Article Text

Resistance to respiratory depression in ‘opioid induced hyper-algesia’: a hidden clinical danger
  1. Marie Joseph
  1. St Raphael’s Hospice, Sutton SM3 9DX, UK
  1. Correspondence to Dr Marie Joseph, St Raphael’s Hospice, Sutton SM3 9DX, UK; mariejoseph{at}


‘Opioid induced hyper-algesia’ is a paradoxical phenomenon known to occur with high-dose opioid therapy when attempting to control severe pain. The high opioid load leads to exacerbation of existing ‘central sensitization’ process in the spinal cord dorsal horn and parts of the brain. This situation usually occurs in the clinical context of uncontrolled complex pain with a predominant neuropathic pain component. There is resistance to the analgesic effect of the opioid which worsens with increasing doses. It was not commonly known that in this situation there is often a resistance to the respiratory depression effect of the opioid too caused by similar mechanisms. The patient therefore may not show any clinical features of opioid toxicity despite the high opioid dose. However, subsequently if any analgesic adjustment is made in particular with co-analgesic adjuvants or attempts at using small added dose of combined opioid therapy, reversal of both analgesic resistance as well as resistance to respiratory depression occurs unless the existing high opioid dose is significantly reduced. This reversal can result in serious and life-threatening respiratory depression. We report two cases in which this totally unexpected serious phenomenon took place.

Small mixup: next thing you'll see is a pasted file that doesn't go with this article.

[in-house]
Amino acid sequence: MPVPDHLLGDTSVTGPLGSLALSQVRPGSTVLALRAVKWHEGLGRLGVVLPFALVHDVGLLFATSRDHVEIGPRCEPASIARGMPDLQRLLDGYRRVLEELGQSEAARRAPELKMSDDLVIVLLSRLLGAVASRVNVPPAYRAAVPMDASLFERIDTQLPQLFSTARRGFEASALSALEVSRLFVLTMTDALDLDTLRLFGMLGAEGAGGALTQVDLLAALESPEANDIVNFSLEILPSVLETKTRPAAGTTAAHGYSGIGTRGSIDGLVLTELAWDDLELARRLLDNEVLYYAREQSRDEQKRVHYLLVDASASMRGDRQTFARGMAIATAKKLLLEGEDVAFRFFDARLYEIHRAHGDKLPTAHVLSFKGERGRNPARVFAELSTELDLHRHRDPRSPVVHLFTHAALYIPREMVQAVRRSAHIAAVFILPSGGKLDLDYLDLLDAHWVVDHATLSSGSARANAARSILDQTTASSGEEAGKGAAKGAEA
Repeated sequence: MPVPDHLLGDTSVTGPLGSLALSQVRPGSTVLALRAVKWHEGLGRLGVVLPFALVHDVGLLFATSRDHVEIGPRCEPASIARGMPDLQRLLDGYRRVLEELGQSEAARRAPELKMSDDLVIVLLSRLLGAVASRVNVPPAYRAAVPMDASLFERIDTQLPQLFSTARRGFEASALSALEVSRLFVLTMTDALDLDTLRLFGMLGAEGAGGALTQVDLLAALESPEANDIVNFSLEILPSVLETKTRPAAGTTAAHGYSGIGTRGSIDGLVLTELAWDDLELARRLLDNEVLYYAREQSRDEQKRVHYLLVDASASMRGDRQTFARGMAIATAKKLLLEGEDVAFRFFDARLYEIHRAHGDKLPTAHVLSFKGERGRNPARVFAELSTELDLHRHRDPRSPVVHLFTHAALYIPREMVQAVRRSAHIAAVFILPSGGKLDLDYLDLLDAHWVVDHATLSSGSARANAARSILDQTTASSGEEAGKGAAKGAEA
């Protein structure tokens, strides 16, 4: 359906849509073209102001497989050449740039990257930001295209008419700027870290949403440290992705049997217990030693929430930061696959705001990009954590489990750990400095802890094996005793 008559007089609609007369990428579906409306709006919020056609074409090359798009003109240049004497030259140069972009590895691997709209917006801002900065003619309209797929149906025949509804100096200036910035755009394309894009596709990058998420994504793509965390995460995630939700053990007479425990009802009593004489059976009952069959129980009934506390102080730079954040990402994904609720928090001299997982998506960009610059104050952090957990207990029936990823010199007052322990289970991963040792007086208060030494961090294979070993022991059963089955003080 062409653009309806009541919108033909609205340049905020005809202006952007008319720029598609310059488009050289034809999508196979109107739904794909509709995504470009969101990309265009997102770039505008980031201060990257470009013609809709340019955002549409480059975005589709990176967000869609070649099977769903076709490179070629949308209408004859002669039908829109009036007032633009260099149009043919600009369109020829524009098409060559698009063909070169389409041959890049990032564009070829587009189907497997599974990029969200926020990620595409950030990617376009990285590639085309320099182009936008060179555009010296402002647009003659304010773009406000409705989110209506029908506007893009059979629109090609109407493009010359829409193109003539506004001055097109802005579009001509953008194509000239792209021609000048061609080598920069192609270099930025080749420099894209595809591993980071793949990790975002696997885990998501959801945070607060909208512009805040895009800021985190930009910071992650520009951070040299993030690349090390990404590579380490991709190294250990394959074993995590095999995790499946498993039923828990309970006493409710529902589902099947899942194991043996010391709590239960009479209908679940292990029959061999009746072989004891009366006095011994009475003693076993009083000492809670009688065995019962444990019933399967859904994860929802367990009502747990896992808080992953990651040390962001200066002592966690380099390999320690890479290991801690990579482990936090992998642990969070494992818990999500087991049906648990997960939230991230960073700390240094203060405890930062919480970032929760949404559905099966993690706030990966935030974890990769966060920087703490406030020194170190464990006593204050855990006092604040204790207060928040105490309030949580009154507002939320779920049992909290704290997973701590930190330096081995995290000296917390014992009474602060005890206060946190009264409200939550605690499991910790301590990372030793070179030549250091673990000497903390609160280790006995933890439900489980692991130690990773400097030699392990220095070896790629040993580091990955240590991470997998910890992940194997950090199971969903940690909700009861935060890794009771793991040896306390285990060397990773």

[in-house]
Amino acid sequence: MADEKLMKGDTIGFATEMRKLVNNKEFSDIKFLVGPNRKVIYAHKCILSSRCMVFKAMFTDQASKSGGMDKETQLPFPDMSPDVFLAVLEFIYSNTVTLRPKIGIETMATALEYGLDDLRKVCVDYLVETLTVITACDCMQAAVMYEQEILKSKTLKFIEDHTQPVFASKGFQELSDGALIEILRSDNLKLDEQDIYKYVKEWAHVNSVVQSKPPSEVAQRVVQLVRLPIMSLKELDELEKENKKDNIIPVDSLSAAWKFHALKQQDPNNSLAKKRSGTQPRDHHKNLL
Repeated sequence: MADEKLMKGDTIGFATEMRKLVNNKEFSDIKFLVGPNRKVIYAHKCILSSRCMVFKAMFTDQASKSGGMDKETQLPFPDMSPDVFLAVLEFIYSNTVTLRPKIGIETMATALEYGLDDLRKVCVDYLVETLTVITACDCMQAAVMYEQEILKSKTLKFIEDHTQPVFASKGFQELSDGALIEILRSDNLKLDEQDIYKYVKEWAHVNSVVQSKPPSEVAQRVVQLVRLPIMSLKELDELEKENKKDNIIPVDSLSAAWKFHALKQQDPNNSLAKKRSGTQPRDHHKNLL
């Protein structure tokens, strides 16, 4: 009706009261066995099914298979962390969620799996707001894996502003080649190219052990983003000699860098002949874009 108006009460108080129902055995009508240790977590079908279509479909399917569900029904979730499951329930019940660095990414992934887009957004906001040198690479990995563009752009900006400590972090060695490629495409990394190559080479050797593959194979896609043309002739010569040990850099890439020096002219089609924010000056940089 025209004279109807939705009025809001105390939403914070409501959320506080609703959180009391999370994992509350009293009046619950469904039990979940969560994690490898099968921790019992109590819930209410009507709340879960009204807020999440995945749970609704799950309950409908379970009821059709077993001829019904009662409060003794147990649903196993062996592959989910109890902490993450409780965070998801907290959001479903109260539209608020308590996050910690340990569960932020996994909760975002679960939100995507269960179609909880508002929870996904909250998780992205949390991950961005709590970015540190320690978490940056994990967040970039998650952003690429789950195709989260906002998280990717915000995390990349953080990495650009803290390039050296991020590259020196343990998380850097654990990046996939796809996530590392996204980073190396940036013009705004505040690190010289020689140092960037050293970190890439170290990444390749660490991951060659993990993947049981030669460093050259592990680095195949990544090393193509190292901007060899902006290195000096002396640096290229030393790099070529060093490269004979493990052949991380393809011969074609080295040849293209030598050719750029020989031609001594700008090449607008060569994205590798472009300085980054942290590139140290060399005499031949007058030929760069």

Therefore, the lessons learnt helped to significantly reduce the high opioid dose when attempting to use co-analgesic adjuvants in an attempt to control severe complex pain.

  • 'opioid induced hyper-algesia'
  • 'central sensitization'
  • uncontrolled complex pain
  • resistance to respiratory depression
  • co-analgesic adjuvants
  • combined opioid therapy

Statistics from


  • Funding The authors have not declared a specific grant for this research from any funding agency in the public, commercial or not-for-profit sectors.

  • Competing interests None declared.

  • Patient consent Not required.

  • Provenance and peer review Not commissioned; internally peer reviewed.

Request Permissions

If you wish to reuse any or all of this article please use the link below which will take you to the Copyright Clearance Center’s RightsLink service. You will be able to get a quick price and instant permission to reuse the content in many different ways.